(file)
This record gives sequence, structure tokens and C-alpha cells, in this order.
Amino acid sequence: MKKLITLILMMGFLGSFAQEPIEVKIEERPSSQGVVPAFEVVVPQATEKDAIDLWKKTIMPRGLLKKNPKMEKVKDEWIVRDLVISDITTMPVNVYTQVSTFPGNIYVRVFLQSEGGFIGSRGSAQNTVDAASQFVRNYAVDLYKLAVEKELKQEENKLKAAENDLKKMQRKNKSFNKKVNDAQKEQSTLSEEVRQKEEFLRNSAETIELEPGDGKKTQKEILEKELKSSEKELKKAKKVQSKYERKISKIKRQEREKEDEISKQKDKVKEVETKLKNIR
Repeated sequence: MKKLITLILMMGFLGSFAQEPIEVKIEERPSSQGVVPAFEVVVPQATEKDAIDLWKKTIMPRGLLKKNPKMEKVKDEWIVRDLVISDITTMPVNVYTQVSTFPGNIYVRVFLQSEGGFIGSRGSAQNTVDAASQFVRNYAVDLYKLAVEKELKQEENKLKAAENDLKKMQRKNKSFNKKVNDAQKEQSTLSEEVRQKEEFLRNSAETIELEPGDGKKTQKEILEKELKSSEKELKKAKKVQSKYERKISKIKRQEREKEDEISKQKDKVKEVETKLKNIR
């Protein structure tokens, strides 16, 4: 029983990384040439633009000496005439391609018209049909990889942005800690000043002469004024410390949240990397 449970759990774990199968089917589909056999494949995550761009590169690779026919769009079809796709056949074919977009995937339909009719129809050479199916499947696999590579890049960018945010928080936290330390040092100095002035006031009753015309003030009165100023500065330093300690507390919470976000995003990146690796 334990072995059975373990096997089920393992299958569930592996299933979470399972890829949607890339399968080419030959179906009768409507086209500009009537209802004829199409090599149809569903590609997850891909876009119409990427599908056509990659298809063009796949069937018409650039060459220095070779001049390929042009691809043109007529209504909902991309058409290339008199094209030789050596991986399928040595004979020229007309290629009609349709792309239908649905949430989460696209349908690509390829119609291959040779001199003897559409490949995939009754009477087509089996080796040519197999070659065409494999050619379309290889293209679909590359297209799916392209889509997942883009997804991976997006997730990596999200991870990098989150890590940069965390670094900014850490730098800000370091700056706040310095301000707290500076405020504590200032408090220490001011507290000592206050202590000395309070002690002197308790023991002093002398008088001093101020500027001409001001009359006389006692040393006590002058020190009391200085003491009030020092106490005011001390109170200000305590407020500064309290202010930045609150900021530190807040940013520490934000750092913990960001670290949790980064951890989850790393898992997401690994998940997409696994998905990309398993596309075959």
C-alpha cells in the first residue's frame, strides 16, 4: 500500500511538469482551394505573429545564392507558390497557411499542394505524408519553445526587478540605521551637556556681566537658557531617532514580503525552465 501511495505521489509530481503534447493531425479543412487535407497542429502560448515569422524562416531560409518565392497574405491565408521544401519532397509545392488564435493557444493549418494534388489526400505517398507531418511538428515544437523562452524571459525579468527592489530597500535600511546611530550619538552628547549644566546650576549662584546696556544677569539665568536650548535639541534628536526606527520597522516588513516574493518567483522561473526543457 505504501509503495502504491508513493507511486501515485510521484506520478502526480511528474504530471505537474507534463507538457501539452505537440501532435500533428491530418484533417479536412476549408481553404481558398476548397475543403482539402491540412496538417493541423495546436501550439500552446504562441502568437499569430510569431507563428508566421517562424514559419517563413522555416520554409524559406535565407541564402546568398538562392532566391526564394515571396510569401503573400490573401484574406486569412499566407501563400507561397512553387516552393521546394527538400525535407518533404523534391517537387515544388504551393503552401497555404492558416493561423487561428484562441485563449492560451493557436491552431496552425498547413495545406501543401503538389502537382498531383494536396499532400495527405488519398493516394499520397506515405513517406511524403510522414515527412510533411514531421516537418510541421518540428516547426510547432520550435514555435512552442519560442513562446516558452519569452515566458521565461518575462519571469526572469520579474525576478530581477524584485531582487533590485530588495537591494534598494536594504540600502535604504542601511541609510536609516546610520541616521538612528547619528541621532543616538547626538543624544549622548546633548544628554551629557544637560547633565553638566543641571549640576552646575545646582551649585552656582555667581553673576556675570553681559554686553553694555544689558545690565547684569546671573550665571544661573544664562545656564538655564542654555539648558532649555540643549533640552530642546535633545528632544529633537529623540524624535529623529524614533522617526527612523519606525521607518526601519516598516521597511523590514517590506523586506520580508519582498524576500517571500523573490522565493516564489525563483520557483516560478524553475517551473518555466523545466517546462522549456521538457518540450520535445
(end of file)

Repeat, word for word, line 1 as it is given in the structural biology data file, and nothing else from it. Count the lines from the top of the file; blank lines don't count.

This record gives sequence, structure tokens and C-alpha cells, in this order.